Personal Injury -- Plaintiff Law
In an accident between a bike and a car, the cyclist almost always comes out worse. After a bike accident, the driver may blame the cyclist, and the cyclist may blame the driver. The person responsible is liable for paying for any injuries and property damage.
Who is at fault in a collision between cyclists and motorists depends on state law. States and some municipalities have their own traffic laws and requirements for cyclists on the road. If you were involved in a bike accident, talk to a local accident lawyer in your area to find out about your legal rights and options.
According to the U.S. Department of Transportation, nearly 39,000 bicyclists were injured in traffic crashes in 2020, and there were 938 bike riders killed. Alcohol involvement of the driver or cyclist was a factor in more than one-third of bicycle deaths. More than 75% of fatal bicycle crashes occur in urban areas.
According to the U.S. Centers for Disease Control and Prevention (CDC), some ways to reduce the risk of injuries and bicyclistfatalities include:
- Bicycle helmet laws to encourage helmet use
- Fluorescent and reflective clothing
- Lights on bicycles for riding after dark
According to the National Highway Traffic Safety Administration (NHTSA), issues that contribute to bicycle accidents include:
- Distracted driving
- Not following traffic laws
- Lack of traffic awareness
- Alcohol or drug impairment
Other factors include a lack of separation between motorists and cyclists on the road, a lack of lighting, and a lack of signage at intersections.
Both the driver and the cyclist or either person can be to blame in a collision. Liability in motor vehicle crashes is generally based on state negligence laws. Drivers and cyclists owe a duty of care to others on the road to follow traffic laws and act responsibly. If a motor vehicle driver violates traffic laws and causes an accident, the driver may be responsible for the cyclist’s injuries.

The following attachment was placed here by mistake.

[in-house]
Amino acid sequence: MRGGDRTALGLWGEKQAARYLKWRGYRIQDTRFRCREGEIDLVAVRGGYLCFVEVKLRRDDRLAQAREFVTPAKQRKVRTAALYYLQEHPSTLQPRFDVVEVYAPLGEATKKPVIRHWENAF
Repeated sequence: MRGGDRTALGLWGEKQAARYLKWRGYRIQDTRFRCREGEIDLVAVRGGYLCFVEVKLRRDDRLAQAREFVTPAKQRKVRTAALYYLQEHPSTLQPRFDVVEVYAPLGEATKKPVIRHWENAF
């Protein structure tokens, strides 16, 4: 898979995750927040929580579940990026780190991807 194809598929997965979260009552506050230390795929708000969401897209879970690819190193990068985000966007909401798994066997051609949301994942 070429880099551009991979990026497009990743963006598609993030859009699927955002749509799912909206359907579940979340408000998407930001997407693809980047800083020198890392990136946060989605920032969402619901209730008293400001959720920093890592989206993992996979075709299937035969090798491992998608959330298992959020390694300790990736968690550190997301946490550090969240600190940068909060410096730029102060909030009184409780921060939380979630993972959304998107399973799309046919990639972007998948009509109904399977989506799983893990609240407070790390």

Driver negligence in causing bike accidents can include:
- Driver making a turn into a cyclist’s path
- Opening a car door and hitting a cyclist
- Not giving cyclists room when passing
Cyclists are also supposed to follow the rules of the road. If you were riding recklessly and got into an accident with a car, you may be to blame. Traffic laws for cyclists can depend on state and municipal laws. In most areas, cyclists must follow the same rules as cars, including stopping at a stop sign or red light and yielding to the right of way.
Many states also have bicycle safety laws that apply only to cyclists, including helmet laws, bike lights or reflectors when riding at night, and specific times when riders can use the sidewalk. If you violate traffic laws and get into an accident, it would be more difficult to pursue personal injury compensation from someone else.
Some bike accidents involve collisions between cyclists and pedestrians. These accidents are common in areas with shared-use paths for cyclists, runners, and walkers. Negligence rules also apply to pedestrians. For example, if a pedestrian was distracted by their phone and stepped into the path of a cyclist, the pedestrian may be responsible.
Other bike accidents can involve bad bike parts or a defective helmet. The company that made or sold the defective bike parts may be liable for any defects that caused your injuries. If your bike accident was caused by a defective tire, brakes, or other bike part, you may have a product liability claim.
If you are injured in a bike accident, you should get medical attention immediately. Even if you don’t think the injuries are that bad, you may have suffered a back, neck, or head injury that will lead to chronic pain down the road.
If the driver was responsible for the accident, a personal injury lawyer can help you get money to pay for medical bills, loss of income, and pain and suffering. Find one near you today who can walk you through the process of filing a lawsuit and advise you about potential outcomes.